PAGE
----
Winner - Best Picture

Winner - Best Supporting Actor (Mahershala Ali)

Winner - Best Adapted Screenplay

A24 (2017)

 

Director: Barry Jenkins

 

Starring: Trevante Rhodes, André Holland, Janelle Monáe, Ashton Sanders, Jharrel Jerome, Naomie Harris, Mahershala Ali, Alex Hibbert

Built from the screenplay In Moonlight Black Boys Look Blue by Tarell Alvin McCraney, Barry Jenkins' Moonlight tinkers slightly with the format and presents the story of a young man in three stages of his life and giving us an untamed view into the trials and troubles Chiron faces with himself, family and society. A story of a black man seemingly locked in the closet in the hard world of Liberty City, fatherless and poor – it’s a hard hitting, emotive story through to the end.

 

Finding three fine actors to portray Chiron is the first key to the movie’s success, whether it’s Little’s near mute performance with his eyes, the introverted teenage Chiron or the uber macho Black, all three provide fine performances.

Nuanced and mature and never failing to be anything but genuine, all three manage to portray so much power just through their eyes, it’s an incredible achievement.  Mahershala Ali gives a towering performance as the drug dealer with a conscience, though one who knows just who he is. His restrained performance is powerful enough, but is never more evident than his final scene with young Little. There’s nothing wrong with the performances throughout – though the crack addled ghetto mother veered into stereotype territory, as did the idea that Chiron only felt happy in dance class.

 

Driven by a bass heavy hip hop soundtrack, the movie never particularly thunders along yet never drags. Each act is given the time it needs to develop yet Jenkins manages to fit in so much during the duration that it feels like nothing is glossed over, a literal walkthrough with Chiron as he progresses through life. The downtrodden housing estates of Miami lend the movie it’s backdrop, and fit nicely with the grimey approach to the protagonists lifestyles. Offset with this are the beautiful moonlit scenes, light bathing our cast in blue on the cool beach of Miami. Not just a nice title, moonlight becomes a metaphor throughout the movie and it’s importance to the story is paramount. Also key to the movie is it’s grounded approach. Nobody is a hero here or claims to be, we have just normal people living imperfect lives and getting by as they need to. Through the imbalance is light however, as Juan’s heartfelt treatment of Little shows, and Teresa also.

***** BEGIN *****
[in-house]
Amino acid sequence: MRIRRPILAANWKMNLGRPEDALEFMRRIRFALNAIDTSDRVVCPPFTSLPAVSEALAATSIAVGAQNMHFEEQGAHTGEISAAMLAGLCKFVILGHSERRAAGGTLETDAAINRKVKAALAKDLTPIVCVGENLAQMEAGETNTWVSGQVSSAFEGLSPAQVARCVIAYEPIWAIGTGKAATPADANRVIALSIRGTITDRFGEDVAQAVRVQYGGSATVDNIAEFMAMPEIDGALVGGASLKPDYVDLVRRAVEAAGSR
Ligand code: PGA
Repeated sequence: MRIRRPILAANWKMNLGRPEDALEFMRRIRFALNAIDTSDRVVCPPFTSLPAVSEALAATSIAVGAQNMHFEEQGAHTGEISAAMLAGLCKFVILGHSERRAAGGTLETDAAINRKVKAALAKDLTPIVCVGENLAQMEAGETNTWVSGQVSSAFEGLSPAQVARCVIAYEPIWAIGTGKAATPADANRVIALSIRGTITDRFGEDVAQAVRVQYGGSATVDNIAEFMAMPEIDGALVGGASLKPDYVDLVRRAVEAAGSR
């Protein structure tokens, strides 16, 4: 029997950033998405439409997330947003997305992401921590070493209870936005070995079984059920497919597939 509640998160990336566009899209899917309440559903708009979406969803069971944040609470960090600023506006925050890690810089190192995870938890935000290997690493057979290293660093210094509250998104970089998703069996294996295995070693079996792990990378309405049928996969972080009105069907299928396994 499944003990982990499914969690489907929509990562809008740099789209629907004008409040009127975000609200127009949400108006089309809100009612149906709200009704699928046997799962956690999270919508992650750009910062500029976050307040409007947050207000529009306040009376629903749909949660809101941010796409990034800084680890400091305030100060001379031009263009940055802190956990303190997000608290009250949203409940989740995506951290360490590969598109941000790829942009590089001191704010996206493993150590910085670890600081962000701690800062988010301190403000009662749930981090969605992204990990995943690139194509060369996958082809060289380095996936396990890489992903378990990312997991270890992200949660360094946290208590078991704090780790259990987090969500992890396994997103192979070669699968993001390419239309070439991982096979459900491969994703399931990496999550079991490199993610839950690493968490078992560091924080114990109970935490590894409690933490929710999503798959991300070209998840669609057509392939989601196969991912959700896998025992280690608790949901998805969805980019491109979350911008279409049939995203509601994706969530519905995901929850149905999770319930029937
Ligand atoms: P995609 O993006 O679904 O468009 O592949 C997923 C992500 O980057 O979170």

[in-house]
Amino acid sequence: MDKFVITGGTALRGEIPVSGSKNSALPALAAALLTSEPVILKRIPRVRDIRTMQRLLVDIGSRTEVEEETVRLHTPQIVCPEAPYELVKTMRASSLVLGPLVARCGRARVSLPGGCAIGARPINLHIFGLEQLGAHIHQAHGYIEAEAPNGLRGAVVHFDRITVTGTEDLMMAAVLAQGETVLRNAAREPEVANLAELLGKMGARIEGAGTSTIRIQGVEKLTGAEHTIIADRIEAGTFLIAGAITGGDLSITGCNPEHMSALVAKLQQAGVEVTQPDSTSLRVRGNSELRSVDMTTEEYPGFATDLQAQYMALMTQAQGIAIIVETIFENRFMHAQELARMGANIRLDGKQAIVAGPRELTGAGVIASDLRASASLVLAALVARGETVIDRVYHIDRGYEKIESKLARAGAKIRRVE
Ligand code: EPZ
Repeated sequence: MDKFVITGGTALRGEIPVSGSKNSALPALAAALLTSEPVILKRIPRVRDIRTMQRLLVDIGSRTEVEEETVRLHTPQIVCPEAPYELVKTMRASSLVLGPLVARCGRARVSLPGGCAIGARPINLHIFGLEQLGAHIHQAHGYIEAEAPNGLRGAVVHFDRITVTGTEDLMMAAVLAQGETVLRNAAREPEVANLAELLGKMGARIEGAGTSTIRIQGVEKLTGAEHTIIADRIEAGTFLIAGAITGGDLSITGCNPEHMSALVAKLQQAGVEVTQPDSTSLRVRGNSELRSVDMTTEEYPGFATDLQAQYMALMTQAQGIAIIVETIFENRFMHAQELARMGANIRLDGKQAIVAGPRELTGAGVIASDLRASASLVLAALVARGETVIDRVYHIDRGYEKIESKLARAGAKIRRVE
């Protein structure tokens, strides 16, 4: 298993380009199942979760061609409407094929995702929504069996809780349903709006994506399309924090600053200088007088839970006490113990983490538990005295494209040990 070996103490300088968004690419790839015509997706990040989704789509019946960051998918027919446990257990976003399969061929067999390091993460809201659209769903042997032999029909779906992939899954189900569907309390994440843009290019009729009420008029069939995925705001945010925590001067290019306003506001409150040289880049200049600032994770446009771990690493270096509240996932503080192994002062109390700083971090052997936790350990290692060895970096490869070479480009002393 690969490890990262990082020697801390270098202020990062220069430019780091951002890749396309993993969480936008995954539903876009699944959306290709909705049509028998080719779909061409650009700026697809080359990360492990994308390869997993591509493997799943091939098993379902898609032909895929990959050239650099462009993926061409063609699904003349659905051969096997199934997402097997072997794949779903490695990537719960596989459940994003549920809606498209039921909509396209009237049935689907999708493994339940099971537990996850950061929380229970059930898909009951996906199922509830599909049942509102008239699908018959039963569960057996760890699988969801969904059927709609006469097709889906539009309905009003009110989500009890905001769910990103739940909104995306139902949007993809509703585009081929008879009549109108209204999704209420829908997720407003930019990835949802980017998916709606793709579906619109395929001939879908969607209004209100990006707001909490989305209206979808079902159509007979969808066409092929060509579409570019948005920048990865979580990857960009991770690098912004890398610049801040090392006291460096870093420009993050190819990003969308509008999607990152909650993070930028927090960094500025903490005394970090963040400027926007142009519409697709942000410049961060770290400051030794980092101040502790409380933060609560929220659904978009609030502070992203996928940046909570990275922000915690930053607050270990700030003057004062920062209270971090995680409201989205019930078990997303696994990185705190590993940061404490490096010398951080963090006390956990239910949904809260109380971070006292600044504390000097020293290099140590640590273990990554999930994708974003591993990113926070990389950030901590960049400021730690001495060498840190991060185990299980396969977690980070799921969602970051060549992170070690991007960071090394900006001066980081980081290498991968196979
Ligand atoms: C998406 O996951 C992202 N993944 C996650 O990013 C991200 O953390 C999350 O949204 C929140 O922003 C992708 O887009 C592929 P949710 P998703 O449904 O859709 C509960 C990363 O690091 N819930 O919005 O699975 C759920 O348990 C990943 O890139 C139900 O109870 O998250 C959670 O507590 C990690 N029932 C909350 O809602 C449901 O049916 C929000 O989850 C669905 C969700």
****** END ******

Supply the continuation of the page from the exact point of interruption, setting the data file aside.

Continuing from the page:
The movie’s message is explicit and is delivered by Ali as he says, “at some point, you gotta decide for yourself who you’re going to be. Can’t let nobody make that decision for you” – it’s a message that reverberates throughout each act – can Little be tough? Can Chiron be gay and accepted? Is Black really the macho man he desperately wants people to believe? Is it ever too late to make the decision? What Jenkins does is successfully explore the ideas and partly gives us the conclusions whilst letting us make our own.

 

Building to a poignant final act, where the movie almost comes full circle, Jenkins packs an emotional punch in a deeply personal movie. Nothing is really resolved, though nothing needs to be explicitly shown or said, the performances give enough of a story for viewers to take and decide where the characters go. There’s no exploitation or pandering here, Moonlight is a tough movie, but one with a caring heartbeat pulsing the movie along.

 

Crucial life beats, hard moments and tender payoffs, Moonlight shines bright.

March 12th 2017

© 2016 Matt Hudson / What I Watched Tonight / Essex

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